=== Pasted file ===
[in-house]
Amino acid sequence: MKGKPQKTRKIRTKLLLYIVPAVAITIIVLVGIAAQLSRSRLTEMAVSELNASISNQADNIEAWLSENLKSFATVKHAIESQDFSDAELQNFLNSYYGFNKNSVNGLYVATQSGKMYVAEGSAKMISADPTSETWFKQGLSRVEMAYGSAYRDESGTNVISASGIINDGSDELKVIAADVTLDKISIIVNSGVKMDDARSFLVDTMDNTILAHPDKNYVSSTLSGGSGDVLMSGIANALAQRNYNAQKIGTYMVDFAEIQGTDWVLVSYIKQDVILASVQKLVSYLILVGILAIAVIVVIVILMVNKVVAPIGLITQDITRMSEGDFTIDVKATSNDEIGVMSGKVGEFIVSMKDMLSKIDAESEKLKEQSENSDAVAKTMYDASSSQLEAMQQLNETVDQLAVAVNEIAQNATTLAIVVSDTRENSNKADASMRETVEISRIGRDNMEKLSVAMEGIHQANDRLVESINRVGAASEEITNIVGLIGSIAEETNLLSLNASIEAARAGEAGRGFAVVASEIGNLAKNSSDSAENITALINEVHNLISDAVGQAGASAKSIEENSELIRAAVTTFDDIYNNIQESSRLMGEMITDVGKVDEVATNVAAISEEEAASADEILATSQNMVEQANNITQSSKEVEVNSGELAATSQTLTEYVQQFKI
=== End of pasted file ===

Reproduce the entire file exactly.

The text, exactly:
[in-house]
Amino acid sequence: MKGKPQKTRKIRTKLLLYIVPAVAITIIVLVGIAAQLSRSRLTEMAVSELNASISNQADNIEAWLSENLKSFATVKHAIESQDFSDAELQNFLNSYYGFNKNSVNGLYVATQSGKMYVAEGSAKMISADPTSETWFKQGLSRVEMAYGSAYRDESGTNVISASGIINDGSDELKVIAADVTLDKISIIVNSGVKMDDARSFLVDTMDNTILAHPDKNYVSSTLSGGSGDVLMSGIANALAQRNYNAQKIGTYMVDFAEIQGTDWVLVSYIKQDVILASVQKLVSYLILVGILAIAVIVVIVILMVNKVVAPIGLITQDITRMSEGDFTIDVKATSNDEIGVMSGKVGEFIVSMKDMLSKIDAESEKLKEQSENSDAVAKTMYDASSSQLEAMQQLNETVDQLAVAVNEIAQNATTLAIVVSDTRENSNKADASMRETVEISRIGRDNMEKLSVAMEGIHQANDRLVESINRVGAASEEITNIVGLIGSIAEETNLLSLNASIEAARAGEAGRGFAVVASEIGNLAKNSSDSAENITALINEVHNLISDAVGQAGASAKSIEENSELIRAAVTTFDDIYNNIQESSRLMGEMITDVGKVDEVATNVAAISEEEAASADEILATSQNMVEQANNITQSSKEVEVNSGELAATSQTLTEYVQQFKI